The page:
For Different Values

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Harvard Reference examples
Referencing is done in order to:


Demonstrate the evidence and research that you have undertaken to complete and support your ideas and to give appropriate credit to those sources and authors.



Enable the reader to consult the same materials that you have used.

The Harvard referencing system is the most frequently used style at Staffordshire and is also known as the Author-Date style. It emphasises the name of the creator of a piece of information and the date of publication, with the list of references in alphabetical order at the end of your piece of work.
Some Faculties or subject areas use a different style of referencing, so you should check your module handbook for confirmation of what style is required by your tutor for a particular assignment.
This guide provides examples of how a wide range of information sources should be referenced according to the Harvard style, including the order of the elements and possible punctuation to be used. For each source there are examples of how to cite within the text and how to write your list of references.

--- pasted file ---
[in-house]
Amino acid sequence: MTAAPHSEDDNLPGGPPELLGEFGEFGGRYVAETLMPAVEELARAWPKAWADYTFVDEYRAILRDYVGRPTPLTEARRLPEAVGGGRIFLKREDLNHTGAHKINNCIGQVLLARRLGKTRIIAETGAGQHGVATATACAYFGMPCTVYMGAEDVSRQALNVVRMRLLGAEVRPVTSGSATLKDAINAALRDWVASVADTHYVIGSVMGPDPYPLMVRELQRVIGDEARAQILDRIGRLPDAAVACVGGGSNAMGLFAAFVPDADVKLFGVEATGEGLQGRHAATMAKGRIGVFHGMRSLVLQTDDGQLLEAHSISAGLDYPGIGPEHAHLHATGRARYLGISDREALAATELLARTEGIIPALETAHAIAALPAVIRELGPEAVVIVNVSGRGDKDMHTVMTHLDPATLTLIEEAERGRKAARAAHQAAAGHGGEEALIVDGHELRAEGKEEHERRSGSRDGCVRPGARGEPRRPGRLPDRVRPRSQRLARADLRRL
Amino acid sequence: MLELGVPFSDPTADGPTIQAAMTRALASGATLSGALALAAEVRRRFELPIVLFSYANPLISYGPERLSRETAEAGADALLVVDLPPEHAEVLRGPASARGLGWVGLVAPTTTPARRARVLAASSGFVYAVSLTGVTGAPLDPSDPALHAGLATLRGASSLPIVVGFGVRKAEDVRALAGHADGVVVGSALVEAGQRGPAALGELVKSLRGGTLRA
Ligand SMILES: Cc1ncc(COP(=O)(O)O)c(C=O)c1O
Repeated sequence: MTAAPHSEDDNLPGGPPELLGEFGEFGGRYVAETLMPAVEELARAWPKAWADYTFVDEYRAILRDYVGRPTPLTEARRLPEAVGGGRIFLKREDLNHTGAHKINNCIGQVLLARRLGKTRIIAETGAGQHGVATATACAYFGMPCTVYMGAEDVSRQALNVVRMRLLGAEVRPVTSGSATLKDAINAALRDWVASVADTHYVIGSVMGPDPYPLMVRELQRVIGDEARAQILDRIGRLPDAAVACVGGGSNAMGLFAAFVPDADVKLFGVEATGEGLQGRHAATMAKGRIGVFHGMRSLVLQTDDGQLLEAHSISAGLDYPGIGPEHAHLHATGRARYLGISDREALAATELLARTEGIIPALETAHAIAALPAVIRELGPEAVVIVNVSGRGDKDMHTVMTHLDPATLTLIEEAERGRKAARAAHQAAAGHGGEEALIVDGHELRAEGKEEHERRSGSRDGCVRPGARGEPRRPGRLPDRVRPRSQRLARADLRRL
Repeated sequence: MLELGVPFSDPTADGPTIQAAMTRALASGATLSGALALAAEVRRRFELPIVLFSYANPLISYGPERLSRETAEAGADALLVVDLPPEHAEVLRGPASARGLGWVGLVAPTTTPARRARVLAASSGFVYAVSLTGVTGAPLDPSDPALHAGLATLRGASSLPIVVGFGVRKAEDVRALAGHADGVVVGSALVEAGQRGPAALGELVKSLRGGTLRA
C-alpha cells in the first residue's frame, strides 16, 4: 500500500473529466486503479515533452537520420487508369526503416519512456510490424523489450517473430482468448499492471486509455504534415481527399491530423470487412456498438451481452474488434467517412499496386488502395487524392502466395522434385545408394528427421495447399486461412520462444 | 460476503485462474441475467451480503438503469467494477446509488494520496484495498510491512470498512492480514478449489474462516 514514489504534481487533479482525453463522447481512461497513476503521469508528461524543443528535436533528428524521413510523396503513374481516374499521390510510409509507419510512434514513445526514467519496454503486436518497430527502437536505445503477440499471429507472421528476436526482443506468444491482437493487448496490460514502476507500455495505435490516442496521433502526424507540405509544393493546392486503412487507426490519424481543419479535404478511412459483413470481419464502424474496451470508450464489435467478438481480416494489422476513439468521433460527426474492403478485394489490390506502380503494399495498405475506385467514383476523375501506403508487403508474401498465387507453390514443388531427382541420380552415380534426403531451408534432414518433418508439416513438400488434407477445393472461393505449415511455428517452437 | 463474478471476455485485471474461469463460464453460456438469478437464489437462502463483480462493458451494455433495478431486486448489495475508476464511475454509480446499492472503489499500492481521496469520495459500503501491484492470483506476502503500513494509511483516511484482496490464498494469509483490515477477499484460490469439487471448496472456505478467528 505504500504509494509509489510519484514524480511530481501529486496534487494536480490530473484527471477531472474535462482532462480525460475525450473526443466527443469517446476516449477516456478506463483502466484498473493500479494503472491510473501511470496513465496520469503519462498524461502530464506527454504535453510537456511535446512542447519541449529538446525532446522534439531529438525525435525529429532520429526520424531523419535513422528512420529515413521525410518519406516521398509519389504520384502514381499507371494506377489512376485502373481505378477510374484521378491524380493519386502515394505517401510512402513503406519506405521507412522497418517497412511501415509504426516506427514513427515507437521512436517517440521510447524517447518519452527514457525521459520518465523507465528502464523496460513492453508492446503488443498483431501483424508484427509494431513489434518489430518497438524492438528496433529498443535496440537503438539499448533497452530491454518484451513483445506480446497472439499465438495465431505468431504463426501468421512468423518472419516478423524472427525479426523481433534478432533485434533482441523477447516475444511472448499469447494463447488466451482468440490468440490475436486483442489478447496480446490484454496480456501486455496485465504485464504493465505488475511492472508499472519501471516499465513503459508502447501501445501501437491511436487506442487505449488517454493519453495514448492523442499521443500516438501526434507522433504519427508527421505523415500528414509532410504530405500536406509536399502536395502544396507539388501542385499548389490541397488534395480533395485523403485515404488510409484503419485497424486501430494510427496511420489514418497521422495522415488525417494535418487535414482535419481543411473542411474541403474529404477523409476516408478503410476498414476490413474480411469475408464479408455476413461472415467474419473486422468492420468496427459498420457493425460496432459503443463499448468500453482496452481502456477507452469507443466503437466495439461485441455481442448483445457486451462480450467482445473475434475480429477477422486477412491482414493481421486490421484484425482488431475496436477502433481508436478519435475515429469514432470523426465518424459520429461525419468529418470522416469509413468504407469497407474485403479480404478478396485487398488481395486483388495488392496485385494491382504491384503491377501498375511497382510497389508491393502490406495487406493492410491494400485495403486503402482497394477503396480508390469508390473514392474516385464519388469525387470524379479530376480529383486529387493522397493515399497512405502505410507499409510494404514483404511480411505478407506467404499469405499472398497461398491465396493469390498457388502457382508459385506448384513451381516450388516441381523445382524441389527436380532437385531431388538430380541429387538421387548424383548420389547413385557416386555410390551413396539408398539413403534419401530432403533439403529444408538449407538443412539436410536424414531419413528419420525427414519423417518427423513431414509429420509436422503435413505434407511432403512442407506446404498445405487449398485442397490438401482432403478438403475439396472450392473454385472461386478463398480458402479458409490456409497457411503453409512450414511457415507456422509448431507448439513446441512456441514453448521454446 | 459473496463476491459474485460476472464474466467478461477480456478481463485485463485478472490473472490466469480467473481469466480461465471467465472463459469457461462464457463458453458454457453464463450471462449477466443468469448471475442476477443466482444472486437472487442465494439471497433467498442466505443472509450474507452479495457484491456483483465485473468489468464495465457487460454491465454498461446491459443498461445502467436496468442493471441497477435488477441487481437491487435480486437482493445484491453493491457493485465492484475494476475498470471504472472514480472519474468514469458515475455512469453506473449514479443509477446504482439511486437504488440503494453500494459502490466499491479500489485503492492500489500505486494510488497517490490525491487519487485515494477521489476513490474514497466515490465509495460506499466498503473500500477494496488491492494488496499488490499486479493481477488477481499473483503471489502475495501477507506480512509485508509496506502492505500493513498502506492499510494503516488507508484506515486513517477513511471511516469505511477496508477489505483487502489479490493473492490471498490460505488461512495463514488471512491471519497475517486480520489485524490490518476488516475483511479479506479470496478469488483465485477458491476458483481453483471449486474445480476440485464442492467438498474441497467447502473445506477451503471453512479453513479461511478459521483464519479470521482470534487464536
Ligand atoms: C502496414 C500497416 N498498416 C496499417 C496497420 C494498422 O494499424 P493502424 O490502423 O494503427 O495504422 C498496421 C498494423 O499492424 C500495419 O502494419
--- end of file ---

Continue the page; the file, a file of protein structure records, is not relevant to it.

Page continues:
If you cannot find the type of information you wish to reference included in this document please contact us at ask@staffs.ac.uk.

Punctuation when using Harvard
Harvard does not dictate any particular style of punctuation. Hence you might find that some Harvard references will have complete full stops after each part of the reference and some may not.
The generally accepted rule when using Harvard is to be consistent in your style and use of punctuation throughout your assignment.

References used:
Harvard formats used in this document have been based on the following texts which can be found in the Library:
BRITISH STANDARDS INSTITUTE. (1990). BS5605:1990. Recommendations for citing and
referencing…...

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